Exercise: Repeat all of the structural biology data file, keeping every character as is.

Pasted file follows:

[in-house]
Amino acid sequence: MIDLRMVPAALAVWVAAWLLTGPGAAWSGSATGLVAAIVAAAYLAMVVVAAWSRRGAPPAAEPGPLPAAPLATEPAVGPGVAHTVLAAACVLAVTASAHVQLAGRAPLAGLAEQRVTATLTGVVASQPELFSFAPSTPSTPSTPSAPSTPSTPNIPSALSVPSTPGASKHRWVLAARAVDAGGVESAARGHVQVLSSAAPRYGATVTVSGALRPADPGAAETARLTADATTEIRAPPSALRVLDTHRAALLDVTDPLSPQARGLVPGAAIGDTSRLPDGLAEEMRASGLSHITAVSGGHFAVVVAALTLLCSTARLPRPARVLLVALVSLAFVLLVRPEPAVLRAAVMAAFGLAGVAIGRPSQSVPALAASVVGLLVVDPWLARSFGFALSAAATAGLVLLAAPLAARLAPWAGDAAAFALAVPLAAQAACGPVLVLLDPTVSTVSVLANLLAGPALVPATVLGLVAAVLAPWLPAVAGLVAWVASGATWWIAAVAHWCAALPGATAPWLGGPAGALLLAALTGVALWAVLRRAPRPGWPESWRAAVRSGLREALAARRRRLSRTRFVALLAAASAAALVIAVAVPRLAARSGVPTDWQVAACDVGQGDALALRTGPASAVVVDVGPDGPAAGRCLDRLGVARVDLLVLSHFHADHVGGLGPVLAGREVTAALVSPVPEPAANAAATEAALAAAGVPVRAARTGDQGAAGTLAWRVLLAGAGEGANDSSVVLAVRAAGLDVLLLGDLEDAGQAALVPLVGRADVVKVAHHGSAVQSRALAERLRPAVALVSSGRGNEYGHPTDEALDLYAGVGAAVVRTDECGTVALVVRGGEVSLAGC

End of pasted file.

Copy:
[in-house]
Amino acid sequence: MIDLRMVPAALAVWVAAWLLTGPGAAWSGSATGLVAAIVAAAYLAMVVVAAWSRRGAPPAAEPGPLPAAPLATEPAVGPGVAHTVLAAACVLAVTASAHVQLAGRAPLAGLAEQRVTATLTGVVASQPELFSFAPSTPSTPSTPSAPSTPSTPNIPSALSVPSTPGASKHRWVLAARAVDAGGVESAARGHVQVLSSAAPRYGATVTVSGALRPADPGAAETARLTADATTEIRAPPSALRVLDTHRAALLDVTDPLSPQARGLVPGAAIGDTSRLPDGLAEEMRASGLSHITAVSGGHFAVVVAALTLLCSTARLPRPARVLLVALVSLAFVLLVRPEPAVLRAAVMAAFGLAGVAIGRPSQSVPALAASVVGLLVVDPWLARSFGFALSAAATAGLVLLAAPLAARLAPWAGDAAAFALAVPLAAQAACGPVLVLLDPTVSTVSVLANLLAGPALVPATVLGLVAAVLAPWLPAVAGLVAWVASGATWWIAAVAHWCAALPGATAPWLGGPAGALLLAALTGVALWAVLRRAPRPGWPESWRAAVRSGLREALAARRRRLSRTRFVALLAAASAAALVIAVAVPRLAARSGVPTDWQVAACDVGQGDALALRTGPASAVVVDVGPDGPAAGRCLDRLGVARVDLLVLSHFHADHVGGLGPVLAGREVTAALVSPVPEPAANAAATEAALAAAGVPVRAARTGDQGAAGTLAWRVLLAGAGEGANDSSVVLAVRAAGLDVLLLGDLEDAGQAALVPLVGRADVVKVAHHGSAVQSRALAERLRPAVALVSSGRGNEYGHPTDEALDLYAGVGAAVVRTDECGTVALVVRGGEVSLAGC